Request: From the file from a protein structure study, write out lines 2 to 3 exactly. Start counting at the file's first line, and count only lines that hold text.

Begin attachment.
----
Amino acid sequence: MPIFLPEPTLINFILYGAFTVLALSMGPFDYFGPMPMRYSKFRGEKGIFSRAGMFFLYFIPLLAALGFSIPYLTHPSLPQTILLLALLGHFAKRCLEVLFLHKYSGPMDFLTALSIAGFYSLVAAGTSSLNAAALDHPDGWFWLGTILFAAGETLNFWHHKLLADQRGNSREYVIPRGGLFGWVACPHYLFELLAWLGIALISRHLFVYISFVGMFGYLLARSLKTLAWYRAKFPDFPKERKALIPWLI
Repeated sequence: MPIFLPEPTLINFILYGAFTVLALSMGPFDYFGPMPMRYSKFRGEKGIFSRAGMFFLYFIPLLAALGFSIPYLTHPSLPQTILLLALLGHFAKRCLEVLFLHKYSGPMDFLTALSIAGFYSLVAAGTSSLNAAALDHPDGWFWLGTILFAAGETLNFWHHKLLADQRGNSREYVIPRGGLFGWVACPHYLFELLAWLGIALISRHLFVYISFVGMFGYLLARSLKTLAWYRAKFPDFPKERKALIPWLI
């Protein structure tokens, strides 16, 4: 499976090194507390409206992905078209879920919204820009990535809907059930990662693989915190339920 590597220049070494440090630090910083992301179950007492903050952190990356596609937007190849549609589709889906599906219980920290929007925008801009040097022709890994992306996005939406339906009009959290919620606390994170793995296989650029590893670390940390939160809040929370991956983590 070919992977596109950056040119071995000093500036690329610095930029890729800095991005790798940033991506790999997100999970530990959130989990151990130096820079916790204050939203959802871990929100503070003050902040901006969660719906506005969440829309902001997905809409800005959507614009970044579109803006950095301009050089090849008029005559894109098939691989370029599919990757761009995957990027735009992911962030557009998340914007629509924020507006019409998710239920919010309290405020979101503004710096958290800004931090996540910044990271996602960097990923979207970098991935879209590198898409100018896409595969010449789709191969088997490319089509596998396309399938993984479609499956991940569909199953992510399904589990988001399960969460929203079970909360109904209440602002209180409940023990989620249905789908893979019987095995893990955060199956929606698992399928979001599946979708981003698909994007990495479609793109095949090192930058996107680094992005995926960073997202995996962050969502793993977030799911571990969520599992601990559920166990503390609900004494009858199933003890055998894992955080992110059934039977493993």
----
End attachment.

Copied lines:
Repeated sequence: MPIFLPEPTLINFILYGAFTVLALSMGPFDYFGPMPMRYSKFRGEKGIFSRAGMFFLYFIPLLAALGFSIPYLTHPSLPQTILLLALLGHFAKRCLEVLFLHKYSGPMDFLTALSIAGFYSLVAAGTSSLNAAALDHPDGWFWLGTILFAAGETLNFWHHKLLADQRGNSREYVIPRGGLFGWVACPHYLFELLAWLGIALISRHLFVYISFVGMFGYLLARSLKTLAWYRAKFPDFPKERKALIPWLI
């Protein structure tokens, strides 16, 4: 499976090194507390409206992905078209879920919204820009990535809907059930990662693989915190339920 590597220049070494440090630090910083992301179950007492903050952190990356596609937007190849549609589709889906599906219980920290929007925008801009040097022709890994992306996005939406339906009009959290919620606390994170793995296989650029590893670390940390939160809040929370991956983590 070919992977596109950056040119071995000093500036690329610095930029890729800095991005790798940033991506790999997100999970530990959130989990151990130096820079916790204050939203959802871990929100503070003050902040901006969660719906506005969440829309902001997905809409800005959507614009970044579109803006950095301009050089090849008029005559894109098939691989370029599919990757761009995957990027735009992911962030557009998340914007629509924020507006019409998710239920919010309290405020979101503004710096958290800004931090996540910044990271996602960097990923979207970098991935879209590198898409100018896409595969010449789709191969088997490319089509596998396309399938993984479609499956991940569909199953992510399904589990988001399960969460929203079970909360109904209440602002209180409940023990989620249905789908893979019987095995893990955060199956929606698992399928979001599946979708981003698909994007990495479609793109095949090192930058996107680094992005995926960073997202995996962050969502793993977030799911571990969520599992601990559920166990503390609900004494009858199933003890055998894992955080992110059934039977493993």